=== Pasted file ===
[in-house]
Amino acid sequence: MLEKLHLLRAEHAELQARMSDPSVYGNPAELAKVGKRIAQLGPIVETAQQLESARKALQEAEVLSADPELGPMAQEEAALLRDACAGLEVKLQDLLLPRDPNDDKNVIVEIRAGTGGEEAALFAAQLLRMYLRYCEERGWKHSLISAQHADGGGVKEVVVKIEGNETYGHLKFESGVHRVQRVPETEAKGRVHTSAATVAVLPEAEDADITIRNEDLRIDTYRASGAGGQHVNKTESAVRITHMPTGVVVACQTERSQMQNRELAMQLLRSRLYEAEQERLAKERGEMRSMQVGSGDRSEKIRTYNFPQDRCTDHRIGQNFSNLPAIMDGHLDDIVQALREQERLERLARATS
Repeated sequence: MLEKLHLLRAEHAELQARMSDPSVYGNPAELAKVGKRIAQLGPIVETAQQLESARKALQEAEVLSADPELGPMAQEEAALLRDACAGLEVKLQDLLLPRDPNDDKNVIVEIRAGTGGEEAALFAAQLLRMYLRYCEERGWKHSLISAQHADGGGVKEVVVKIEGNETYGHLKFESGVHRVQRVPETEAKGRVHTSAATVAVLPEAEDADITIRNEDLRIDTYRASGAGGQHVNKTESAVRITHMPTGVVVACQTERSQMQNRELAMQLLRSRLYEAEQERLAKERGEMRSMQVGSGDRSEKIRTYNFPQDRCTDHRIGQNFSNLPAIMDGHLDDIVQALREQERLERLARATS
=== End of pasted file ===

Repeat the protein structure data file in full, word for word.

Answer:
[in-house]
Amino acid sequence: MLEKLHLLRAEHAELQARMSDPSVYGNPAELAKVGKRIAQLGPIVETAQQLESARKALQEAEVLSADPELGPMAQEEAALLRDACAGLEVKLQDLLLPRDPNDDKNVIVEIRAGTGGEEAALFAAQLLRMYLRYCEERGWKHSLISAQHADGGGVKEVVVKIEGNETYGHLKFESGVHRVQRVPETEAKGRVHTSAATVAVLPEAEDADITIRNEDLRIDTYRASGAGGQHVNKTESAVRITHMPTGVVVACQTERSQMQNRELAMQLLRSRLYEAEQERLAKERGEMRSMQVGSGDRSEKIRTYNFPQDRCTDHRIGQNFSNLPAIMDGHLDDIVQALREQERLERLARATS
Repeated sequence: MLEKLHLLRAEHAELQARMSDPSVYGNPAELAKVGKRIAQLGPIVETAQQLESARKALQEAEVLSADPELGPMAQEEAALLRDACAGLEVKLQDLLLPRDPNDDKNVIVEIRAGTGGEEAALFAAQLLRMYLRYCEERGWKHSLISAQHADGGGVKEVVVKIEGNETYGHLKFESGVHRVQRVPETEAKGRVHTSAATVAVLPEAEDADITIRNEDLRIDTYRASGAGGQHVNKTESAVRITHMPTGVVVACQTERSQMQNRELAMQLLRSRLYEAEQERLAKERGEMRSMQVGSGDRSEKIRTYNFPQDRCTDHRIGQNFSNLPAIMDGHLDDIVQALREQERLERLARATS